The first Electron launch vehicle at Rocket Lab's New Zealand launch site, awaiting launch in the coming months. Credit: Rocket Lab

Weather has delayed the first launch of Rocket Lab’s Electron rocket by at least a day.

The company said Sunday that high winds at its New Zealand launch site prevented the company from rolling the rocket out to the pad, pushing back the launch by a day to late Monday.

The company said its first launch, carrying on an inert payload, is scheduled for a window that runs through late next week.

Electron is a small rocket designed for launching satellites weighing up to 150 kilograms. [Stuff]

More News

Astronauts will perform an unscheduled spacewalk Tuesday to replace a faulty electronics box outside the ISS. NASA said Sunday that flight controllers approved plans for the spacewalk to replace the multiplexer-demultiplexer (MDM) data relay box, which failed Saturday. The failed MDM is one of two fully redundant units that controls the operation of the station’s solar arrays and other hardware. The failure hasn’t affected station operations, but controllers decided to replace the MDM with a spare unit as soon as possible. Astronauts Jack Fischer and Peggy Whitson will replace the unit in a spacewalk scheduled to last two hours. [SpaceNews]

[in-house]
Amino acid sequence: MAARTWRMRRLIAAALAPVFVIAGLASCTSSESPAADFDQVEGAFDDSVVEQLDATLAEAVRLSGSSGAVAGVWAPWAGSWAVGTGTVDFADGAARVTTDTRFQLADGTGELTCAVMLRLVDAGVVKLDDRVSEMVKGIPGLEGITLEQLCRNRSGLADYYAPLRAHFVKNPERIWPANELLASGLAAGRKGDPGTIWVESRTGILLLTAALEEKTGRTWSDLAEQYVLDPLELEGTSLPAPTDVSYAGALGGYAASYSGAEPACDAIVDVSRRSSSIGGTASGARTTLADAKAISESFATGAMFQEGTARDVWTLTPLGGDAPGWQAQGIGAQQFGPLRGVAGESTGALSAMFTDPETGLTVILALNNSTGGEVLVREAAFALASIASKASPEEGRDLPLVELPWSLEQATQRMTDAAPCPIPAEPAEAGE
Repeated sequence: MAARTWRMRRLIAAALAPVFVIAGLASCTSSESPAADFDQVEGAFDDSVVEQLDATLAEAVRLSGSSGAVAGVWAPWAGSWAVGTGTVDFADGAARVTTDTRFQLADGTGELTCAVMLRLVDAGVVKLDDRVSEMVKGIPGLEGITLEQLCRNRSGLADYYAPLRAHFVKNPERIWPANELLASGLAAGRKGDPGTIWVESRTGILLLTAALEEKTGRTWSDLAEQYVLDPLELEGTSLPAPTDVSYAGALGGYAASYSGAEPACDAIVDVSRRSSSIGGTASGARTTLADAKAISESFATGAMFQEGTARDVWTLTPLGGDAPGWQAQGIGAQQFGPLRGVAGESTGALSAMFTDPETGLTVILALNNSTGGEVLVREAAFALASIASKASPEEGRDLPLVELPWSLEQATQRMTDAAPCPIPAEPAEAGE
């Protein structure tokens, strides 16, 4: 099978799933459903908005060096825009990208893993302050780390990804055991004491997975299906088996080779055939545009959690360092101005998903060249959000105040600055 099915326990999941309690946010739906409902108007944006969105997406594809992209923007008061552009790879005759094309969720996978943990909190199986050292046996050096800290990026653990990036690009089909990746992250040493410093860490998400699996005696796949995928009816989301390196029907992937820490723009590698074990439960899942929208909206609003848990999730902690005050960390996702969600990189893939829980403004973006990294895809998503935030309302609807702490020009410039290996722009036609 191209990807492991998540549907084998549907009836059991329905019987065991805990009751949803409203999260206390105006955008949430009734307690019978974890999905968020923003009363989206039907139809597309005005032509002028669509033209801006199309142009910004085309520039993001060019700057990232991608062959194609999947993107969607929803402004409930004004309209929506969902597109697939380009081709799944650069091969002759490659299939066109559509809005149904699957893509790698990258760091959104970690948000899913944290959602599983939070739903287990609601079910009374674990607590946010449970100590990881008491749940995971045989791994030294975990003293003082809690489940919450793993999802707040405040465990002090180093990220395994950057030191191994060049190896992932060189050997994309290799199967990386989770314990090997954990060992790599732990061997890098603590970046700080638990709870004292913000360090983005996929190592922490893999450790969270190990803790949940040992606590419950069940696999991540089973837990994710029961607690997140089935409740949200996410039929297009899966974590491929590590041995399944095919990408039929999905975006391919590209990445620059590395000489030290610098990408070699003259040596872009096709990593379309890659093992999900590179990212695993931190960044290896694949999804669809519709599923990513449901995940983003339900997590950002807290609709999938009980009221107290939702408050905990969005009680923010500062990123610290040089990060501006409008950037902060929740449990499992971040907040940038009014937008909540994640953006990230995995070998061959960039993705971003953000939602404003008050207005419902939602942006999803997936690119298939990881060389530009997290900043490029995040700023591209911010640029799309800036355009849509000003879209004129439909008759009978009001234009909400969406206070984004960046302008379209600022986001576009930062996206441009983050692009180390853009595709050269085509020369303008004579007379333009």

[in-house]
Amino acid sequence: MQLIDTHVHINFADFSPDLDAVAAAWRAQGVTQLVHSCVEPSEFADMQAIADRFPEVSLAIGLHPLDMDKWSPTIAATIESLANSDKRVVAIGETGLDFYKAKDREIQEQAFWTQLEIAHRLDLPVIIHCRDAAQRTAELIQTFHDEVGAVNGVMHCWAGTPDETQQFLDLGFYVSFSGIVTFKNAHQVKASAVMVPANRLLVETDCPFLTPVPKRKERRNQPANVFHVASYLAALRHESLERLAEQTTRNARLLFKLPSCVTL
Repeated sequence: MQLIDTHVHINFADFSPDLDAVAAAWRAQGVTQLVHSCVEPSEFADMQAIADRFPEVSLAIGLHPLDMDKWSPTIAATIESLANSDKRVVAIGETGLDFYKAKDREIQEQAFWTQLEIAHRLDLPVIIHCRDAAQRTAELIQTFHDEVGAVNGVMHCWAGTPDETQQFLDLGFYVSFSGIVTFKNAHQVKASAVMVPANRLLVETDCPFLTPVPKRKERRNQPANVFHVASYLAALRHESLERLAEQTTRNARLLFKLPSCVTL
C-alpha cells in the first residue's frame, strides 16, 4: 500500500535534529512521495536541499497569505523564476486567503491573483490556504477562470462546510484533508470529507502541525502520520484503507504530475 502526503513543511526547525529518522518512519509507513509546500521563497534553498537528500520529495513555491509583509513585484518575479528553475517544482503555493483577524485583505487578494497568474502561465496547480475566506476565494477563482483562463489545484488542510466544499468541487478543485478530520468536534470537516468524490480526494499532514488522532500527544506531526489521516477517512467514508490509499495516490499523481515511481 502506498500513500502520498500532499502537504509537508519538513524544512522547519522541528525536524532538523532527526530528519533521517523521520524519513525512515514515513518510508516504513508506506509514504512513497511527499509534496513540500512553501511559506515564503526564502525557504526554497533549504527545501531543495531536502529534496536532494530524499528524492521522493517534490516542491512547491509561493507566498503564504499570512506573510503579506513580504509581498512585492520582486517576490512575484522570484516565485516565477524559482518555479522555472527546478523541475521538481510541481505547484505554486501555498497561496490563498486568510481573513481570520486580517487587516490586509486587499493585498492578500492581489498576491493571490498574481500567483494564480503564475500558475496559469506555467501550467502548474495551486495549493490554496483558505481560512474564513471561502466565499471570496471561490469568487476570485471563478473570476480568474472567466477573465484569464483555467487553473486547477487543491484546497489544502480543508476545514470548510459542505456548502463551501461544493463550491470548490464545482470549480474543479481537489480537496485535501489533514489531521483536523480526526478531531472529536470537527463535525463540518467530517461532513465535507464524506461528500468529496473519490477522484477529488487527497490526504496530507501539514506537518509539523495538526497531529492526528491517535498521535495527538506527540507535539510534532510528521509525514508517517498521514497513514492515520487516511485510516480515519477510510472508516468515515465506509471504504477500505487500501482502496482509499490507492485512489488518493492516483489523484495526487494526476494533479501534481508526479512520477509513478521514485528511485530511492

NASA is facing cuts across a wide range of programs in the administration’s 2018 budget proposal. That proposal is scheduled for release Tuesday, but a leaked document from early May, outlining the overall federal budget request, showed cuts in NASA science, exploration and space operations programs compared to what the agency received in the fiscal year 2017 omnibus spending bill signed into law early this month. The budget proposal offers $19.092 billion for NASA, a cut of more than $560 million from what Congress appropriated in 2017. [SpaceNews]

U.S. Air Force leadership believes that it should retain space operations as part of its mission. Air Force Chief of Staff Gen. David Goldfein said at a Senate hearing last week that he opposed ideas to create a “Space Corps” within the Air Force that some argue could be a first step towards an independent military branch. Goldfein said the idea “would actually move us backwards” because of the disruption that organizational change would cause. Goldfein also acknowledged the need to improve military space acquisition, an issue raised by the GAO in a new report. [SpaceNews]